Dr. Allen Berger, Ph.D. uses his own life experiences and personal development to help others. In his words, “Each person has a true, lovable self that wants to come out.”
His professional mission is to help every person reclaim that personal true self, to break the cycle of our society that has become so focused on having rather than on being.
In his most recent book, 12 Smart Things to Do When the Booze and Drugs Are Gone: Choosing Emotional Sobriety Through Self-Awareness and Right Action, Dr. Berger tells the reader that being sober is not enough. It is a great first step, and it is needed in order to take any other steps of personal growth, but quitting drug and alcohol use is just the beginning.
“The next step is taking responsibility for the emotional immaturity that fuels our addictive personality and has a tremendous impact on ourselves and others,” he says. This is what the mental health and substance abuse treatment field call “emotional sobriety.”
So what is emotional sobriety? Sometimes it is quite simply tolerating what you are feeling, without trying to escape from it, or medicate it with drugs, alcohol, or a behavior that offers relief. Seeing your emotions for exactly what they are, for better or worse, and feeling them, no matter how painful in the moment, and allowing them to be whatever they are, is essentially the work of attaining emotional sobriety.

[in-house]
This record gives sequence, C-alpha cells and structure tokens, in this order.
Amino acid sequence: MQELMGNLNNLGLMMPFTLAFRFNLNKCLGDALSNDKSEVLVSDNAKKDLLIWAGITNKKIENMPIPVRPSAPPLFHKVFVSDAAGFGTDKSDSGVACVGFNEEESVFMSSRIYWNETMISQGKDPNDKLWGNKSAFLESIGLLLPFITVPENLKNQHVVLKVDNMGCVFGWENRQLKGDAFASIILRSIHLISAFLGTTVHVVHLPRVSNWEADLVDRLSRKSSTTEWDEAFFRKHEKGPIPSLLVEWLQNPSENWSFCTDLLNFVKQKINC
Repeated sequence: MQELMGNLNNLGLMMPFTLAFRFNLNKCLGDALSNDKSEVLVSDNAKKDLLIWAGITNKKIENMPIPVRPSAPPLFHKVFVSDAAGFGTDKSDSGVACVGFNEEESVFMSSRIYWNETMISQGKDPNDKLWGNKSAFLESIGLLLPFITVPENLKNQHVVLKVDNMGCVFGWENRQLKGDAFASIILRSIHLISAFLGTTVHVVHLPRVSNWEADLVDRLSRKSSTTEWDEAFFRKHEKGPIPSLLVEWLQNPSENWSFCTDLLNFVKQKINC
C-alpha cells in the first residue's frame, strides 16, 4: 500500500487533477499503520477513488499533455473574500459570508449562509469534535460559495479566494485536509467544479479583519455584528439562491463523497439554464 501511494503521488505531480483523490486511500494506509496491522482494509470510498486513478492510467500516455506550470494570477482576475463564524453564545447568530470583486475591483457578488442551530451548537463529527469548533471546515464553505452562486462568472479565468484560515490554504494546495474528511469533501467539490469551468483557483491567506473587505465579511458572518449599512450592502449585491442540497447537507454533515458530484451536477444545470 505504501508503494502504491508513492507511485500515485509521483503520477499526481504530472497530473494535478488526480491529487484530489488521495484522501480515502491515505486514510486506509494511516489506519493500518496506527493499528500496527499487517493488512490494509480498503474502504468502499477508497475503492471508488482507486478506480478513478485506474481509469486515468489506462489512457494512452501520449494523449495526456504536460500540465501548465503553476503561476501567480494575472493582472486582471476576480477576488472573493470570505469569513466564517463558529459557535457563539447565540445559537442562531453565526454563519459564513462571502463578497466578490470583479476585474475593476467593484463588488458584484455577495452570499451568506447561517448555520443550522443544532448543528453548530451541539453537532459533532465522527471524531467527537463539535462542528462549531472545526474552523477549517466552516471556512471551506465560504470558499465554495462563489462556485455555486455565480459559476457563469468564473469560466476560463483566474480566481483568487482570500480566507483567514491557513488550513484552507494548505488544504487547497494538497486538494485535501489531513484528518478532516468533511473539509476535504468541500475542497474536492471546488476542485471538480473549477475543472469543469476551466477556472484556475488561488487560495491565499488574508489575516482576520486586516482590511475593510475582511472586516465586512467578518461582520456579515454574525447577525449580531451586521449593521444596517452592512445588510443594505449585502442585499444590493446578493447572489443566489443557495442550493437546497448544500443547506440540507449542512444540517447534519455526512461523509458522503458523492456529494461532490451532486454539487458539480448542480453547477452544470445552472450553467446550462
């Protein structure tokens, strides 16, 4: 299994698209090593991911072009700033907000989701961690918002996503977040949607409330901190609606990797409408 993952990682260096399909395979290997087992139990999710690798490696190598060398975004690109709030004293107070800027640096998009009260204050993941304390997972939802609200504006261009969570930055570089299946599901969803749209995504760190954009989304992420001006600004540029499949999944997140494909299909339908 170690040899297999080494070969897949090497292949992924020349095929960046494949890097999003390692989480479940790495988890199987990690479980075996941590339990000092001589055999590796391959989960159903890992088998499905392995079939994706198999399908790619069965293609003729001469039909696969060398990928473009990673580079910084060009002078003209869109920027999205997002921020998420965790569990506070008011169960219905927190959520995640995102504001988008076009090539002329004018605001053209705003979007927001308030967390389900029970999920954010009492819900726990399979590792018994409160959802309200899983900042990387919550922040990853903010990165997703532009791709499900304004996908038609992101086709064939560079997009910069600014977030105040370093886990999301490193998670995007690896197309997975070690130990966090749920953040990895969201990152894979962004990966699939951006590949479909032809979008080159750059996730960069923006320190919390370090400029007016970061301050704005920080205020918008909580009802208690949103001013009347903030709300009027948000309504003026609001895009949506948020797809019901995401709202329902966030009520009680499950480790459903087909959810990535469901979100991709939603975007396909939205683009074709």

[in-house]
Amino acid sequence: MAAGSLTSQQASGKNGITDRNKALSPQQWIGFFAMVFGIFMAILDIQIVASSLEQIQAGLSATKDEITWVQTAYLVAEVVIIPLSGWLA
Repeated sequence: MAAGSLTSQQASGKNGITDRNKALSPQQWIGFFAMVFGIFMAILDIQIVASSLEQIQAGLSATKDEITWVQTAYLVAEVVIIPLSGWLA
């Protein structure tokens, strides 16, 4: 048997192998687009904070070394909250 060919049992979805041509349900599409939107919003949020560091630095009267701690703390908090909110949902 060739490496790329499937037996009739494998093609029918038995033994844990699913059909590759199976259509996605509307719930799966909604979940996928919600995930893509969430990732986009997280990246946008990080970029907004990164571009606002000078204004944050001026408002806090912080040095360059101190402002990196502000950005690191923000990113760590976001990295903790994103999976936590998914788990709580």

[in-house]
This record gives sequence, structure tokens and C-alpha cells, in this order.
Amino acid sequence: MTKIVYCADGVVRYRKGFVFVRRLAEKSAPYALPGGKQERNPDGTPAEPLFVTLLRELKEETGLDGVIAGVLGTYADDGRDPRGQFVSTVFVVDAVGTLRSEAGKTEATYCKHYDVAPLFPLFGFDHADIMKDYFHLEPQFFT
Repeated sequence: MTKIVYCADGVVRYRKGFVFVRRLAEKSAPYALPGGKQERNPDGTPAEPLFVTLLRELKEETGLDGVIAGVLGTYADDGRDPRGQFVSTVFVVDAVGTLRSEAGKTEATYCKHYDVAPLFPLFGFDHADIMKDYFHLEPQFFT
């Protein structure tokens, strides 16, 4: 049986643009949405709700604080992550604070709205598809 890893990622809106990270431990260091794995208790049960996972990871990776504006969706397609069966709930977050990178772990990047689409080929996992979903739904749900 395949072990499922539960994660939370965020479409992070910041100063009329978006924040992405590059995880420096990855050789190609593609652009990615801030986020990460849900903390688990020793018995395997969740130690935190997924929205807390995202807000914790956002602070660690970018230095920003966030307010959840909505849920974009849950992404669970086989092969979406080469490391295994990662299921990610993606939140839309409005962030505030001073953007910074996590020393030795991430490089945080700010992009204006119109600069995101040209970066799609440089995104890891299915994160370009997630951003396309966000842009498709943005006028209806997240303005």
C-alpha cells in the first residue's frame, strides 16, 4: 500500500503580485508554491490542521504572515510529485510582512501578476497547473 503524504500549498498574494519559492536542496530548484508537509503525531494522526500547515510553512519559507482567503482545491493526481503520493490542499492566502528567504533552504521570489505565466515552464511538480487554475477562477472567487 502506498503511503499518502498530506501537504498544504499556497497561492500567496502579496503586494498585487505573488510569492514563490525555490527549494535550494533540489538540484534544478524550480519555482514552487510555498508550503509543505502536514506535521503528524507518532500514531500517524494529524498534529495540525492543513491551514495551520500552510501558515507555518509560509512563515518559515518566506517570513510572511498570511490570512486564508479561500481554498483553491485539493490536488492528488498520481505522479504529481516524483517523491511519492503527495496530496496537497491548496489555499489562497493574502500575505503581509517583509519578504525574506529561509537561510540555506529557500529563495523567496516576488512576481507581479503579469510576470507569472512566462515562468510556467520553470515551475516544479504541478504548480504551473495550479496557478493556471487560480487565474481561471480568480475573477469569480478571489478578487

The abuse of substances stunts a person emotionally. If you start smoking pot at age 12, some part of your emotional psyche will stop evolving at that point. If you continue smoking pot, and then start drinking and using other substances at a later age, without any periods of abstinence, you will still be emotionally stunted in some ways at your age 12 emotional mindset.
The immaturity generally associated with drug addicts and alcoholics is obvious when looking at celebrities who have been abusing substances for a while. Child stars, like Macaulay Culkin, Brad Renfro, and Drew Barrymore, had difficult paths of drug addiction that started at an early age.
It seems Macaulay has still not matured emotionally, as evidenced by his short-lived marriage at age 18, and his ongoing legal repercussions from an addiction to prescription pills and marijuana.
Brad Renfro’s emotional maturity hit a peak while delivering his portrayal of the young murder witness in The Client. The disturbed character leaked into his personal life, leading him to a heroin addiction, and subsequent fatal overdose at age 25.
Drew Barrymore is the one, of these three, who got sober. With years of addiction, she has worked hard to stay clean, but her emotional sobriety is still arguably, in the works. Who marries Tom Green?!